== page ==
HONG KONG (BLOOMBERG) - Troubled cruise operator Genting Hong Kong has filed to wind up the company after failing to secure funding to help it stay afloat following the insolvency of its German shipbuilding subsidiary.
The filing at the Supreme Court of Bermuda comes after the firm "exhausted all reasonable efforts" to negotiate with its creditors and stakeholders, it said in a statement to the Hong Kong stock exchange on Wednesday.
Genting Hong Kong owns the Star Cruises and luxury Dream Cruises lines which ply the Asia-Pacific, and the luxury Crystal Cruises line headquartered in Miami, Florida.
Genting Hong Kong flagged on Tuesday that it planned to file for provisional liquidation with courts in Bermuda, where its registered office is, unless it received "credible proposals for a solvent, consensual and inter-conditional restructuring solution".
Covid-19 has wiped out travel demand and at the start of the pandemic in early 2020, cruise operations globally were among the first to be halted. Travel restrictions have led to a string of restructurings and insolvencies among travel sector companies.
Genting Hong Kong, which like many operators has offered "seacations" amid a cruise-to-nowhere trend, reported a record loss of US$1.7 billion (S$2.3 billion) in May. The latest liquidation developments come just as Hong Kong reimposes some of its strictest virus curbs since the pandemic began.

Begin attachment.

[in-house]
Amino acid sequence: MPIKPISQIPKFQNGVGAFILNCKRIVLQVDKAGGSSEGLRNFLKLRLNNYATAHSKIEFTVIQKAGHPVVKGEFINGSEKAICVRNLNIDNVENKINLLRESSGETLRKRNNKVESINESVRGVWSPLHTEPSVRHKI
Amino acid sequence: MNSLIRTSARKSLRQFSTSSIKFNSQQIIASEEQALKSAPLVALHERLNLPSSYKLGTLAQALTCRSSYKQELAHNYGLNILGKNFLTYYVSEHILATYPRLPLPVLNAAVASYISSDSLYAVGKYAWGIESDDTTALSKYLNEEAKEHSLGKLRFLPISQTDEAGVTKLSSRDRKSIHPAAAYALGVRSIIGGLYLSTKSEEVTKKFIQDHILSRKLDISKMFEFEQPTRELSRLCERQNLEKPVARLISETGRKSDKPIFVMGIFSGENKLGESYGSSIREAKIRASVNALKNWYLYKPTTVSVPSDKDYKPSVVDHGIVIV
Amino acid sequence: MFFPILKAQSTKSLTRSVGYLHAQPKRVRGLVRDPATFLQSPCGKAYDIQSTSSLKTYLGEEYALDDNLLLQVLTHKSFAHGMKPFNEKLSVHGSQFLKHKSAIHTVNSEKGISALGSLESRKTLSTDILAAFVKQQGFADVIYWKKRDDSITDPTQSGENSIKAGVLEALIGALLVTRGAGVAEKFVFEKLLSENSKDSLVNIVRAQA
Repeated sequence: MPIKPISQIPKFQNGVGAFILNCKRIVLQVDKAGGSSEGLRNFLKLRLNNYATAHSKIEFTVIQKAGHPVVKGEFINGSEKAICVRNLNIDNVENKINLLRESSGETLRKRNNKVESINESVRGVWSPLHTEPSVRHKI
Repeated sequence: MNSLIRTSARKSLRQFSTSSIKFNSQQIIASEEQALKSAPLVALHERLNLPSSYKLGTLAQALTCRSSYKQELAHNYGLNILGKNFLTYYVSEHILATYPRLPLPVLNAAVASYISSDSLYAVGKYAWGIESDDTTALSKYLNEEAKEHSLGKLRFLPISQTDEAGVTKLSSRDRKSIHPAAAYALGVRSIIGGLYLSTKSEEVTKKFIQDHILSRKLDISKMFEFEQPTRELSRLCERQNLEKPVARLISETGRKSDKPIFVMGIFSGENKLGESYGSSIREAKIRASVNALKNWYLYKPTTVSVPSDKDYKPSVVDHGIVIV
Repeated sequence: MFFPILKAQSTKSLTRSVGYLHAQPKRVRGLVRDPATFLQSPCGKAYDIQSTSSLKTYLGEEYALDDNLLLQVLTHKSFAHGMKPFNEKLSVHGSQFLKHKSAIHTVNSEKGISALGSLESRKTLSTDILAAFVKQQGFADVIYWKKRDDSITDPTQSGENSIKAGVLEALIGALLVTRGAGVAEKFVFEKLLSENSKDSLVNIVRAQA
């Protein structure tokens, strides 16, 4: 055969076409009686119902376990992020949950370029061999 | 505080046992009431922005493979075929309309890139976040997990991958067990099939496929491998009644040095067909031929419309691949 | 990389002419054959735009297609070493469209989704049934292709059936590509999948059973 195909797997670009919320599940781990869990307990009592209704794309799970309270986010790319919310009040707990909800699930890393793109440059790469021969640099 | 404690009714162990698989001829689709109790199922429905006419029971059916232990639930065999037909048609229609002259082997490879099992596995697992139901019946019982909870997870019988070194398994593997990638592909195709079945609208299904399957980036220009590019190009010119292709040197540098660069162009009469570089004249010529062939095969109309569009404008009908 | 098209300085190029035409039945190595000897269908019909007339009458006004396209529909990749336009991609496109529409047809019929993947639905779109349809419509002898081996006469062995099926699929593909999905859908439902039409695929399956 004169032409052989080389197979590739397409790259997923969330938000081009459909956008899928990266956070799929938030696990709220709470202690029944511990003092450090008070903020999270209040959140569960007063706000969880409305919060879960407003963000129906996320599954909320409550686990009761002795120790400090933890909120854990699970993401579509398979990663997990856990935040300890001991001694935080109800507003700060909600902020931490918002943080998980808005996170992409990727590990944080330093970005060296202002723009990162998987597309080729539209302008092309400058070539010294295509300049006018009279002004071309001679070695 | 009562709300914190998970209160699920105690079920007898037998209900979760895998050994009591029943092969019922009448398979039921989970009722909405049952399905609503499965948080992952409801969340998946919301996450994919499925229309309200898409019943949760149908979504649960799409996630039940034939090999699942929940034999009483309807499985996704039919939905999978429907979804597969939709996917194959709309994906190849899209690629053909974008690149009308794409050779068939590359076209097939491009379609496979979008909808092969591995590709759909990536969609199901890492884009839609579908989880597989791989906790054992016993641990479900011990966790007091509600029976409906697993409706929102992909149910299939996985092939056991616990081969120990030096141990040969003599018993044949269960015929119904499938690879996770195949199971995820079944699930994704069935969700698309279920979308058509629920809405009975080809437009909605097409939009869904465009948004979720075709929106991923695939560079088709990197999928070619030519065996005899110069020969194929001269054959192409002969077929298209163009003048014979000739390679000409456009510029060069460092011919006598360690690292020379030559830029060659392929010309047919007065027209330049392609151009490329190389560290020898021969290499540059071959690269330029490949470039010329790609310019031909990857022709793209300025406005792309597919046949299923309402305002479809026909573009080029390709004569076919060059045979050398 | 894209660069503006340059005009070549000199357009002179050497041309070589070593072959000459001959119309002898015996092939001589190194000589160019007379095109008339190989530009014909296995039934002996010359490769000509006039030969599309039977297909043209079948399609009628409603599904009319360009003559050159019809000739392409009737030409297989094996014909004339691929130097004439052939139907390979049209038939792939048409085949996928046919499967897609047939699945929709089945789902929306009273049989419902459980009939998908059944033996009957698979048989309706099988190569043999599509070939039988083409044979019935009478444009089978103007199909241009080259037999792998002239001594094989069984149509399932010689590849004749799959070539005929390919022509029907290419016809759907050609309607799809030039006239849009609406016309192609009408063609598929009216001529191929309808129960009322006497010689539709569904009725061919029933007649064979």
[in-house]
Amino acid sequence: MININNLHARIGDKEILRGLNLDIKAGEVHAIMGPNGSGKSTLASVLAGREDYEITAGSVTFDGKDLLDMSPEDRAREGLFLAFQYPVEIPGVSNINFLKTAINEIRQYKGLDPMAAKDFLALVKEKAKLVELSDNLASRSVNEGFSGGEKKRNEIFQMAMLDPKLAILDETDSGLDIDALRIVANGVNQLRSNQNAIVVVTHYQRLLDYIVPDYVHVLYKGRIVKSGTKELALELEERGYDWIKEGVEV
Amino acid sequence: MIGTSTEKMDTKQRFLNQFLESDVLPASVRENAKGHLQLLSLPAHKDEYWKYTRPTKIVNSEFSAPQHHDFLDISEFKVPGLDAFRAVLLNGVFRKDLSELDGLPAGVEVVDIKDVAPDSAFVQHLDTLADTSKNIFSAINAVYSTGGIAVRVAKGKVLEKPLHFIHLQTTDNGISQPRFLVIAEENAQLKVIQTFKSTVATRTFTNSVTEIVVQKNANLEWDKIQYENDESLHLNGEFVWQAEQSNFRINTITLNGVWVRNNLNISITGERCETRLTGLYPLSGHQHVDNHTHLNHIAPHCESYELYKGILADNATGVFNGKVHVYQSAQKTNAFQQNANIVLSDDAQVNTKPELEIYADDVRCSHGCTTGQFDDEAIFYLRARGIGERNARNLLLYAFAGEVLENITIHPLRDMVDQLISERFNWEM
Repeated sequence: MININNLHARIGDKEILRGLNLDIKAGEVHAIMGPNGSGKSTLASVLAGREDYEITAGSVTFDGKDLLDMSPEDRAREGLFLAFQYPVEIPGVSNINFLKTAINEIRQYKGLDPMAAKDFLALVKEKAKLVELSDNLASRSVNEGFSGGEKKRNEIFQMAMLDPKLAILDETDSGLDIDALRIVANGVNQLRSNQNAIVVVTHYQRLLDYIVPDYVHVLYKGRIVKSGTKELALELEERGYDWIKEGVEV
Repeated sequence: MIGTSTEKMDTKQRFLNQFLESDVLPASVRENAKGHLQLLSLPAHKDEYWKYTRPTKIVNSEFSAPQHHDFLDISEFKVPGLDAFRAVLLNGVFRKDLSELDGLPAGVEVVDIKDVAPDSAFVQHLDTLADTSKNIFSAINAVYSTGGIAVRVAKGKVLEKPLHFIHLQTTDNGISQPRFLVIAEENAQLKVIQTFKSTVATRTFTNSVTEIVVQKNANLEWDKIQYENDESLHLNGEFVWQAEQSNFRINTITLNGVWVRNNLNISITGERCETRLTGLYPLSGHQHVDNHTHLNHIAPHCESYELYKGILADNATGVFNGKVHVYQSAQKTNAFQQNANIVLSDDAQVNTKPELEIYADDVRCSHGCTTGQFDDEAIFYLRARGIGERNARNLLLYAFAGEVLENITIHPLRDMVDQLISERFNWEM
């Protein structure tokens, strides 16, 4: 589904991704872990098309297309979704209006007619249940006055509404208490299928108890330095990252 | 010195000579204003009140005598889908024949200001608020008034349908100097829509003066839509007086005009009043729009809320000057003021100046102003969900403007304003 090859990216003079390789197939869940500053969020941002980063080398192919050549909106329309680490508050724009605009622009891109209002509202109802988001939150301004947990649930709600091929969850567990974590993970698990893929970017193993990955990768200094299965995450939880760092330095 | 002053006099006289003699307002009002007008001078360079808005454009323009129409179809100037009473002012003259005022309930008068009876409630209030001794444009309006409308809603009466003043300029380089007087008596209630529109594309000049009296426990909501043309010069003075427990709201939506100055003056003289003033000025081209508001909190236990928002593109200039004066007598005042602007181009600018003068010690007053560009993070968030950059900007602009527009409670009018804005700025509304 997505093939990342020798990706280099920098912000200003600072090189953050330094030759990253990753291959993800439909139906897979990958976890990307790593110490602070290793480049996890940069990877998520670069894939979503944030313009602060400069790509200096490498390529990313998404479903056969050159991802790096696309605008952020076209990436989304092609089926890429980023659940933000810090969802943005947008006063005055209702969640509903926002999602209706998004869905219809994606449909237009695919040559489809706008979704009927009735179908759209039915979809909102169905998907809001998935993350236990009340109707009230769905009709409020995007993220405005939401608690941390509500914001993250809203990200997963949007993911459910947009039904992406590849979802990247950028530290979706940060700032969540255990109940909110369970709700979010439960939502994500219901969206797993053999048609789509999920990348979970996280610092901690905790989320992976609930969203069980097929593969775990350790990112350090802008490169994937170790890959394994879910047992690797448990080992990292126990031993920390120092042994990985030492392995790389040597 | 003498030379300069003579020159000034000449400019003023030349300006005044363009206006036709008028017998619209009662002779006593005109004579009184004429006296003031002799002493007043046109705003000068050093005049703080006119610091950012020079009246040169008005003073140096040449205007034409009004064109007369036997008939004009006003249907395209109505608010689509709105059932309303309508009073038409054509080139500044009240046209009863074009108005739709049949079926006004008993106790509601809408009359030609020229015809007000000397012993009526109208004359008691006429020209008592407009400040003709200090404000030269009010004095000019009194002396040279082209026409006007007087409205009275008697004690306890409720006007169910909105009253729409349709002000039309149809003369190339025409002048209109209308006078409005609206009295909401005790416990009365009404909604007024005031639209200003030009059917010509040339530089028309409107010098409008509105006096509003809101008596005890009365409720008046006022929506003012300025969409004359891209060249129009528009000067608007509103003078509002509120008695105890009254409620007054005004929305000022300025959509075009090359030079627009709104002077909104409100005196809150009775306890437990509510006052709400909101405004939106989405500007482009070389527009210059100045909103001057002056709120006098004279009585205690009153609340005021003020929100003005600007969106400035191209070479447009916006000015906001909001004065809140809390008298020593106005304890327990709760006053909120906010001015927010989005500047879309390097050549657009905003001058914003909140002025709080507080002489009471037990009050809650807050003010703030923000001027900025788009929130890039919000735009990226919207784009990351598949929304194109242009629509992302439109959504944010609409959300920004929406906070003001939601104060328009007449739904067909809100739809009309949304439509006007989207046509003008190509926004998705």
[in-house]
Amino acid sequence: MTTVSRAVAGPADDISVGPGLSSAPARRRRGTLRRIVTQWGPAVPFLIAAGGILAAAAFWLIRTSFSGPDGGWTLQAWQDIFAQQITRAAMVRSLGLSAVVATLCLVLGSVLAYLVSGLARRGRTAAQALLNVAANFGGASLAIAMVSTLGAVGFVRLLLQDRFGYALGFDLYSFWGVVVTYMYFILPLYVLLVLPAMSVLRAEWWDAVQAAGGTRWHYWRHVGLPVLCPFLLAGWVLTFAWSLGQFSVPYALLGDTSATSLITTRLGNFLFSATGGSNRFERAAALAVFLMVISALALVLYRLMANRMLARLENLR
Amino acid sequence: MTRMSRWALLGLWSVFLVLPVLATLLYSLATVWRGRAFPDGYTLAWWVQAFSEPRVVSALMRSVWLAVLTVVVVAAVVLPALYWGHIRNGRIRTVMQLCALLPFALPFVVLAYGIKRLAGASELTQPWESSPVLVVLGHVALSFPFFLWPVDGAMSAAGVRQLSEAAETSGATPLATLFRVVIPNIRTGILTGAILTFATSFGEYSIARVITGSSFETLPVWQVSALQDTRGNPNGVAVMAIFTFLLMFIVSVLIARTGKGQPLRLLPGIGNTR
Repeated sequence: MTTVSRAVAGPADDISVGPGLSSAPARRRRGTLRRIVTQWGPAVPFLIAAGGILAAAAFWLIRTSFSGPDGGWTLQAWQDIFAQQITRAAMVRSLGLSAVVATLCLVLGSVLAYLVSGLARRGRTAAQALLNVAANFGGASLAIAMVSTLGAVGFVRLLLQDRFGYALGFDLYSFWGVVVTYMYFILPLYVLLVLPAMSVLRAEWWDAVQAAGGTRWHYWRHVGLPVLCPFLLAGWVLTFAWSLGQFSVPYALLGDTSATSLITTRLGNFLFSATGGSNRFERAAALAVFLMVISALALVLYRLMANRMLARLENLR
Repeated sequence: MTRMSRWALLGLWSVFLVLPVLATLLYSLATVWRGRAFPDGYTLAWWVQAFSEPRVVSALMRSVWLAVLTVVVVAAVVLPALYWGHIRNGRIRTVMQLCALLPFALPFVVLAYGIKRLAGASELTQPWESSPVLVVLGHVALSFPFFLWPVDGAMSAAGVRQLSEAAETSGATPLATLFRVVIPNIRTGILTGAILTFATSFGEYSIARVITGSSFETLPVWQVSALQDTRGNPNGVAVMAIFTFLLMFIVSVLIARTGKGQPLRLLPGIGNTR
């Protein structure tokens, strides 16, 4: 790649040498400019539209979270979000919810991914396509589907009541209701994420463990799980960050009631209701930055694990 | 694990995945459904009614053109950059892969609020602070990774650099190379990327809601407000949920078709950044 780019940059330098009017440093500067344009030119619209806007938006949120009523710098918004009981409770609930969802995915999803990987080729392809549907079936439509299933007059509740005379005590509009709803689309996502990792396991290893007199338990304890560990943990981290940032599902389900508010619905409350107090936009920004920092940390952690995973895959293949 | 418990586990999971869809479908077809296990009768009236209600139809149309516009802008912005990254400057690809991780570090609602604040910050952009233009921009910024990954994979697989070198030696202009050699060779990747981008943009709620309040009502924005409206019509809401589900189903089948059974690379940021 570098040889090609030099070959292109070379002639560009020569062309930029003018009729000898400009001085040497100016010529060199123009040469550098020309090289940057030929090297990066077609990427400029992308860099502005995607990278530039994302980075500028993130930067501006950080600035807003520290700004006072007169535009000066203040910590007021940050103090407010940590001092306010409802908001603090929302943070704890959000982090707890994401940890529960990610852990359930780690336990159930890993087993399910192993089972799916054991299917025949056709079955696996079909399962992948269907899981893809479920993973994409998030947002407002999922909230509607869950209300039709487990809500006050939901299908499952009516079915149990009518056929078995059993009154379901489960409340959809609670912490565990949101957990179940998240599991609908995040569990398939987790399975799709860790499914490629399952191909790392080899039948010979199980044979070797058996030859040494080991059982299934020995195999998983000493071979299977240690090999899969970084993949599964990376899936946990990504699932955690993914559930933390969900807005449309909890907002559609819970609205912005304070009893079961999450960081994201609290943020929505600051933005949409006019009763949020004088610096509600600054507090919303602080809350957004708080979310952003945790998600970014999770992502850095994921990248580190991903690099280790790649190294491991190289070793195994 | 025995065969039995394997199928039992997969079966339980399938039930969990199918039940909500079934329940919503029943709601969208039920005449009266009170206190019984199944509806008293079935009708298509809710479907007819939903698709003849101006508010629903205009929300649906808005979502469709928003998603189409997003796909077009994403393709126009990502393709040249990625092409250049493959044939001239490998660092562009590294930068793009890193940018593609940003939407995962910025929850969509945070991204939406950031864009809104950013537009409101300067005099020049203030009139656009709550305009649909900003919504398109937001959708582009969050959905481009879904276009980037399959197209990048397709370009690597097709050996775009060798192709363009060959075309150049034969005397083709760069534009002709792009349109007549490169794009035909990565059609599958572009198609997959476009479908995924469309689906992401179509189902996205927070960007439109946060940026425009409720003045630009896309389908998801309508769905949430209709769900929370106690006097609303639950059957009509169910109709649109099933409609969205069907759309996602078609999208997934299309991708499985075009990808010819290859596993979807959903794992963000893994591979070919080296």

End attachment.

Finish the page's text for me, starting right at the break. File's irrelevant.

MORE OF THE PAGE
Genting Hong Kong's indirect wholly owned shipbuilding subsidiary, MV Werften, filed for insolvency in a local court in Germany last week. That came after salvage talks fizzled amid a dispute between the German authorities and Genting, as both parties blamed the other for MV Werften's collapse.
The Hong Kong cruise firm warned investors that cross defaults amounting to US$2.78 billion may follow.
According to MV Werften's website, the shipbuilder has around 2,900 staff and over the past 75 years has delivered more than 2,500 vessels for deployment in the tourism sector, the Arctic region and the logistics and offshore marine industries from its shipyards in Wismar, Rostock and Stralsund.
Genting Hong Kong said on Tuesday in its exchange filing that a German court had rejected an application that would have provided MV Werften with access to a US$88 million lifeline. "The company considers that it has exhausted all reasonable efforts to negotiate with the relevant counterparties under its financing arrangements," it said in the statement.
Genting Hong Kong is part of Malaysian tycoon Lim Kok Thay's sprawling casino-to-hospitality Genting empire. Mr Lim and his family own 75.5 per cent of Genting Hong Kong and 43 per cent of Malaysian-listed Genting Bhd.
Genting Bhd holds about 52.7 per cent of mainboard-listed Genting Singapore, which owns Resorts World Sentosa.